Schaefer will disband AIDS council, shift work

January 07, 1993|By C. Fraser Smith | C. Fraser Smith,Staff Writer

Gov. William Donald Schaefer said yesterday that he will disband his Advisory Council on AIDS and shift its work to his Drug and Alcohol Advisory Council -- creating consternation and anger among some AIDS activists.

The governor said he wants a more energetic attack on AIDS in Maryland, one that focuses more sharply on education and prevention.

Mr. Schaefer said he believes AIDS issues will be pushed more vigorously by Dr. Neil Solomon, head of the drug and alcohol panel, and he added, "many AIDS cases are drug related." Acquired immunodeficiency syndrome is a sexually transmitted disease, but it also is spread among intravenous drug users who share needles.

Without disputing that fact, others found the governor's plan distressing.

"It's a grave mistake," said Garey Lambert, vice chairman of AIDS Action in Baltimore. By shifting the panel's work, he said, Mr. Schaefer risks at least symbolic dilution of its importance at a time when the AIDS "epidemic is growing faster than many want to recognize."

Schaefer staff members said the governor's intent is to invigorate the anti-AIDS effort. But a member of the AIDS panel sharply challenged the wisdom of his method.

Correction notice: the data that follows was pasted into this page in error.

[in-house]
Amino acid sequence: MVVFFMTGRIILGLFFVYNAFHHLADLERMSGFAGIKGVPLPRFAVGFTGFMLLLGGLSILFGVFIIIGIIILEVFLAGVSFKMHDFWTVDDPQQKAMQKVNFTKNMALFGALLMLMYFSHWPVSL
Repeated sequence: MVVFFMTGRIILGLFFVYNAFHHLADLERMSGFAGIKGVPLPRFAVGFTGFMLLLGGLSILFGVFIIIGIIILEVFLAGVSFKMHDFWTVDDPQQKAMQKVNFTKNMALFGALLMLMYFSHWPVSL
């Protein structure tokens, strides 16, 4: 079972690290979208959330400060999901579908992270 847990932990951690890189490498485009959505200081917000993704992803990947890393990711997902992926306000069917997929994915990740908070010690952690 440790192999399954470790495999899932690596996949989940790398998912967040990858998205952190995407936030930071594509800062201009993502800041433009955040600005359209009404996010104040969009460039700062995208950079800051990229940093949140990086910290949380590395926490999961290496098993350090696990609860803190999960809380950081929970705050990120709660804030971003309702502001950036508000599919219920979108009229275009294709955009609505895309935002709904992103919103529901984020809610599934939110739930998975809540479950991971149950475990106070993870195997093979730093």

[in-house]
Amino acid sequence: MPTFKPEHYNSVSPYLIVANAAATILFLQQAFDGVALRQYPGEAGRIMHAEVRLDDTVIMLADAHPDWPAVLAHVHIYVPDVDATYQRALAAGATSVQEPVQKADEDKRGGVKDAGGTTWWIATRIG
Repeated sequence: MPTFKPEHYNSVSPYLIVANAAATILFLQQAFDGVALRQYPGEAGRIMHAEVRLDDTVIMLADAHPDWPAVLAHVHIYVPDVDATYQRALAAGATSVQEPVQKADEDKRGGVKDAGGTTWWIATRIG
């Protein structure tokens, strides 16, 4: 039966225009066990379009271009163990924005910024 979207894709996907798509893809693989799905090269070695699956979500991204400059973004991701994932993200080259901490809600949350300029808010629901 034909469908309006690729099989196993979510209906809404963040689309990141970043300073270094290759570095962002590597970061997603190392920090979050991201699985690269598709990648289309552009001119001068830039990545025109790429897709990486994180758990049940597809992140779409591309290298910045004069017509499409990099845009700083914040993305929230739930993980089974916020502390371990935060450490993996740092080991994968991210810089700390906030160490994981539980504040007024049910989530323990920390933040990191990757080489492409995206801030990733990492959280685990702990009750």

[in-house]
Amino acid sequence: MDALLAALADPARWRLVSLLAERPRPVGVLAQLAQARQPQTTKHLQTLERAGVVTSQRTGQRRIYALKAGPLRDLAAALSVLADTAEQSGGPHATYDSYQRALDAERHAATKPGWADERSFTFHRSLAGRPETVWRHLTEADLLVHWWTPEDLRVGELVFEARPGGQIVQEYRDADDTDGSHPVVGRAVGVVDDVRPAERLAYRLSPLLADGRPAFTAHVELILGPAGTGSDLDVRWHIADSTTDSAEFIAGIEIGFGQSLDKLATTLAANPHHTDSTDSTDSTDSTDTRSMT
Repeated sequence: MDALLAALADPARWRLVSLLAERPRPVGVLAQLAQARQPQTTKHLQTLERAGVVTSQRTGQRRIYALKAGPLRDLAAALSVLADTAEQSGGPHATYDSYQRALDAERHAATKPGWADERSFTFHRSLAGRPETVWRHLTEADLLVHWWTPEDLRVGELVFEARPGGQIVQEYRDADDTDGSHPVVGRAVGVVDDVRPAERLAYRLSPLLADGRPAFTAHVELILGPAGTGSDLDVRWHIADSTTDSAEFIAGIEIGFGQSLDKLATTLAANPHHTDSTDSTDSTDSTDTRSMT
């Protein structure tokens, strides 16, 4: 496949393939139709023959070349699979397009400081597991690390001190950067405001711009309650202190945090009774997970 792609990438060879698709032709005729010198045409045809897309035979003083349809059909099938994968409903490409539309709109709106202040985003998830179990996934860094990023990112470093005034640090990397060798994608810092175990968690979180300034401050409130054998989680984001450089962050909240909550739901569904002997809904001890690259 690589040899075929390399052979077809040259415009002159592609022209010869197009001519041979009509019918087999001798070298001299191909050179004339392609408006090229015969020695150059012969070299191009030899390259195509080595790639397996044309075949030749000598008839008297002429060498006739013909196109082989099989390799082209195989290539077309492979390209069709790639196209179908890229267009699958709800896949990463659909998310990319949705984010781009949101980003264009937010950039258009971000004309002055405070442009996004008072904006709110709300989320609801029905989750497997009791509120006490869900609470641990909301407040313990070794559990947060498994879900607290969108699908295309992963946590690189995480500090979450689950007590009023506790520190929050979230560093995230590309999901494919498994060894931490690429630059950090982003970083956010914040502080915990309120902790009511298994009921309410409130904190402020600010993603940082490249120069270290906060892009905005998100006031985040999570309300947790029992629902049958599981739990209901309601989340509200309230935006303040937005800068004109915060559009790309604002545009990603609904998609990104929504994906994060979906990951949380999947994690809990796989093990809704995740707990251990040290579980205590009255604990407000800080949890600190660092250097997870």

Dr. John F. Bartlett, chief of the Division of Infectious Diseases at the Johns Hopkins University, said the governor's drug and alcohol advisory council has no virtually expertise in AIDS.

"It's like putting [football coach] Mike Ditka in charge of the Orioles," he said. In its voluminous report on drug and alcohol abuse in Maryland, Dr. Bartlett said, the council mentioned the word AIDS only twice.

Dr. Bartlett said he doubts the governor understands the richness of the state's AIDS-fighting resources or the effectiveness of Maryland's health department in winning AIDS research grants.

Mr. Schaefer has frequently been frustrated by policy differences with the AIDS panels. He disbanded an earlier version of the council after it disagreed with him on AIDS testing. And yesterday he said that members of the current council "spend most of their time worrying about confidentiality."

Neither the AIDS council chairman, Dr. Richard Johnson, director of neurology at Johns Hopkins Hospital, nor Dr. Solomon, chairman of the drug and alcohol panel, had been told of the governor's plan.

Dr. Solomon said he and an aide to the governor had discussed theidea earlier this week.

"I know he's been pleased with our approach on prevention and education. I'm flattered that he liked what we did and would like us to use some of the same thoughts and ideas in AIDS," he said.

Dr. Solomon said he would try to get "the best brains available" to work on AIDS issues. "This is not a field I am an expert in at all."

But one of Maryland's experts, Dr. Bartlett of the AIDS panel, said he is not sure he wants to continue with an enterprise that seems so thankless.

Instead of being terminated and shifted, he said, the council's work should be "celebrated."

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